IN 1988, a chubby 10th-grade music nerd from Lexington found himself combing the stacks of LaSalle’s record shop in Boston when he was surprised to see a celebrity walk into the store. It was Tracy Chapman, the folk singer and former Harvard Square busker who had gained international fame that same year when her self-titled debut album went multi-platinum.
Matt Nathanson had bought Chapman’s album, had caught her once in concert, and had just shelled out for tickets to her upcoming show at Symphony Hall. He excitedly approached the singer to tell her how much her music meant to him. But before he could get to her, a woman who had accompanied Chapman into the shop stepped in his way. “Can I help you?” she asked curtly.
“Hey,” Nathanson said, trying hard to sound casual. “I’m a big fan of Tracy’s and I just wanted to tell her that.”
The woman replied, “I’ll tell her.”
Nathanson, whose world began and ended with music, was equal parts crushed and dumbfounded. Tracy Chapman was standing just a few feet away, yet rather than simply acknowledge a compliment from an earnest fan, she’d allowed him to be given the brushoff by a gatekeeper.
Nathanson thought to himself: If I ever figure out a way to make a living as a musician, that is the exact opposite of the kind of artist I want to be.
After attending college in Southern California, a slimmed-down Nathanson did choose the musician’s life. And for the first dozen years of his career, it wasn’t hard for the singer-songwriter to keep the promise he’d made to respect his fans. For starters, there weren’t that many of them. And he was completely dependent on those fans he did have, not just to buy his self-released CDs but often to let him crash on their couches during low-budget tours that felt more like door-to-door sales campaigns. Although he had developed an appealing blend of rock, folk, and pop — and was signed to a major record label for the release of his sixth album — many people wrote him off as just another guy with a guitar singing love songs.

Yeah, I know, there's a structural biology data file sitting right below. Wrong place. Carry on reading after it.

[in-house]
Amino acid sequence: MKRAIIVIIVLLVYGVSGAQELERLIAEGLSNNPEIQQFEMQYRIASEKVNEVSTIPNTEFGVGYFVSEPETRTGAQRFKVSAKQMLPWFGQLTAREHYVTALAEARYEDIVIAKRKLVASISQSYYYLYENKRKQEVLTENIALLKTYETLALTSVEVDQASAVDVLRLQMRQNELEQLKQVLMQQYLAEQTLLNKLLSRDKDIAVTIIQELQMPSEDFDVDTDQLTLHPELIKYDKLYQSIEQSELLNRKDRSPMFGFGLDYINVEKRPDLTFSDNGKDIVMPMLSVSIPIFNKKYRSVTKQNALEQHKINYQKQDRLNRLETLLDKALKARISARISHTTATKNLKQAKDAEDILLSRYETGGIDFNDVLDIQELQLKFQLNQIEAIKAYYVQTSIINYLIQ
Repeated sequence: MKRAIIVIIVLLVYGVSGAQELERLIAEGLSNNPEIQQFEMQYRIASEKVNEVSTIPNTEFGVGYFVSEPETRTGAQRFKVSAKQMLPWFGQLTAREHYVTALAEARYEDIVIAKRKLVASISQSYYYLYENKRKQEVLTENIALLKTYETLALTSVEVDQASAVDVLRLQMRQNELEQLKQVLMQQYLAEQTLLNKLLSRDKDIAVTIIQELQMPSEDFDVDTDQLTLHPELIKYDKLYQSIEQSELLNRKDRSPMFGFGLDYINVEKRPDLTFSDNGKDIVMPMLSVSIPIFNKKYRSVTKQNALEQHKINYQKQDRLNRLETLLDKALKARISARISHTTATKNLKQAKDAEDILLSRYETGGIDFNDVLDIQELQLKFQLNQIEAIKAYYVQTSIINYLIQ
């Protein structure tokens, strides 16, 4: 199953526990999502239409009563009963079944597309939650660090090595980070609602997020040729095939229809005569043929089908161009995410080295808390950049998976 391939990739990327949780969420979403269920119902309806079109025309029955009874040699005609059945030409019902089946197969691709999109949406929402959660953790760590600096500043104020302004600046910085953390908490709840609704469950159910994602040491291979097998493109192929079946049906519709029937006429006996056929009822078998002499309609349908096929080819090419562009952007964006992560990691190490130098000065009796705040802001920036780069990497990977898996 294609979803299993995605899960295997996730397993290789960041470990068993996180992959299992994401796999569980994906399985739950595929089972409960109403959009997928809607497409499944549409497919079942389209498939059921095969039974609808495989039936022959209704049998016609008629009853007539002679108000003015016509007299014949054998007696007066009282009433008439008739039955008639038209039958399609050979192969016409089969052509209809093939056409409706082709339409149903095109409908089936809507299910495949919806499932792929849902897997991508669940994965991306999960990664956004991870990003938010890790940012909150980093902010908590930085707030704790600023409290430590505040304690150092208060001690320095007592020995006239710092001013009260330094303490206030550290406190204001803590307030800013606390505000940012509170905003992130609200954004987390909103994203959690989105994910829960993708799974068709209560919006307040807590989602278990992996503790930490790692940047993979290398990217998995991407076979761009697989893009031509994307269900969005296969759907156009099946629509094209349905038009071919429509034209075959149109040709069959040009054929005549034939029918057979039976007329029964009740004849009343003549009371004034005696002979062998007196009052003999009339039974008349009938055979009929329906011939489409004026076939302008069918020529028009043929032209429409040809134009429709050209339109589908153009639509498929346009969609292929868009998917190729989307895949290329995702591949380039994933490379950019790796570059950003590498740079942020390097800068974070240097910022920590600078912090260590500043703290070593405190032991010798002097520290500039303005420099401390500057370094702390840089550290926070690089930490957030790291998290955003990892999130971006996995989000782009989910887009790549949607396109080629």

He left the big label and went back on his own. But Nathanson’s life changed in 2009 when his single “Come on Get Higher” caught a wave and went platinum — meaning it sold at least 1 million copies — two years after the album’s release on a smaller label. When a clueless Canadian TV host asked him to explain why success had been so slow in coming, Nathanson cracked: “It’s a strategy we have. It’s called ‘Wait as long as you can possibly wait and then have a hit.’ ”
Last year, he released his album Modern Love, which scored the No. 4 slot on Billboard’s rock and adult contemporary album charts and spawned two radio hits, “Faster” and “Run.”
This is about the time you’d expect to lose Nathanson to the rock-star bubble, like the one that encircled Tracy Chapman at the record store. But on the day I speak with him, just before his concert in Boulder, Colorado, he tells me he’d spent the bulk of the previous night answering fan notes and autograph requests that had piled up in his box at the post office. In addition to using Twitter and Facebook to convey information
to general fans, he continues to pen a highly personal newsletter that he e-mails to about 34,000 of his most hard-core followers (he also sends them samples of new songs). Though delivered differently, his newsletter is not far from the thing he used to photocopy at Kinko’s and mail off when he was a twentysomething no-name, rather than a 39-year-old married father with a 2-year-old child and three singles that have made the Billboard Hot 100. And after many live shows, Nathanson continues to head into the crowd to mingle with fans, something he tells me is as important to him as the “post-coital embrace.” Unless you’re a jerk, he says, “you don’t just get up and leave right after sex.”
Nathanson is part of a new breed of performers who, even after achieving wide success, insist on holding on to the do-it-yourself sensibility that characterized their years of ascent. Their work in maintaining and leveraging an unmediated connection to their fans could help reshape the future of entertainment as the QE2-sized industry slowly capsizes under the weight of both new technology and old disregard for customers. After failing in their attempts to snuff out threatening innovation from newcomers and well-known artists alike, the big entertainment companies are now scrambling to capitalize on it. Consider how the publishing industry pounced on E.L. James’s self-published e-book — the one that began as Twilight fan fiction and offers Fifty Shades of the same couple of smut scenes inartfully strung together — and turned it into a best-selling behemoth that’s moved nearly 40 million copies worldwide.Continued...